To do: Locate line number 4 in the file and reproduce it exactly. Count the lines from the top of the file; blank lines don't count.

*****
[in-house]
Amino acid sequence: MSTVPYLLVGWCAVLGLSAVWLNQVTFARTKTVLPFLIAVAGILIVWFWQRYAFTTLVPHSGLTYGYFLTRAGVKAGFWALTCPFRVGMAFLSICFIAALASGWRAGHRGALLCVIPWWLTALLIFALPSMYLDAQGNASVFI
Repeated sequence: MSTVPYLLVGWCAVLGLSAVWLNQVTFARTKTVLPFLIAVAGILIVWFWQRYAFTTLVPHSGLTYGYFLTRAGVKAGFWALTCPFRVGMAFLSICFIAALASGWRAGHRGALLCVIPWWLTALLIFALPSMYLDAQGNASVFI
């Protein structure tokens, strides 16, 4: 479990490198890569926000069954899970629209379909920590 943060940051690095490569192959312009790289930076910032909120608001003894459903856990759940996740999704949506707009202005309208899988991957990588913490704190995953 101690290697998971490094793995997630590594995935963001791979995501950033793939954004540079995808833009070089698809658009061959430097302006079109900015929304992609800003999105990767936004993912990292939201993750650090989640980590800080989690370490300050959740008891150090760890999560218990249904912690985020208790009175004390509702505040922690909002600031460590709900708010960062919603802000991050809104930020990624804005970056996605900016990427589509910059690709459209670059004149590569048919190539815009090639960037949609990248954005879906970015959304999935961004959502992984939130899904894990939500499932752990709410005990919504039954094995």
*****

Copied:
């Protein structure tokens, strides 16, 4: 479990490198890569926000069954899970629209379909920590 943060940051690095490569192959312009790289930076910032909120608001003894459903856990759940996740999704949506707009202005309208899988991957990588913490704190995953 101690290697998971490094793995997630590594995935963001791979995501950033793939954004540079995808833009070089698809658009061959430097302006079109900015929304992609800003999105990767936004993912990292939201993750650090989640980590800080989690370490300050959740008891150090760890999560218990249904912690985020208790009175004390509702505040922690909002600031460590709900708010960062919603802000991050809104930020990624804005970056996605900016990427589509910059690709459209670059004149590569048919190539815009090639960037949609990248954005879906970015959304999935961004959502992984939130899904894990939500499932752990709410005990919504039954094995």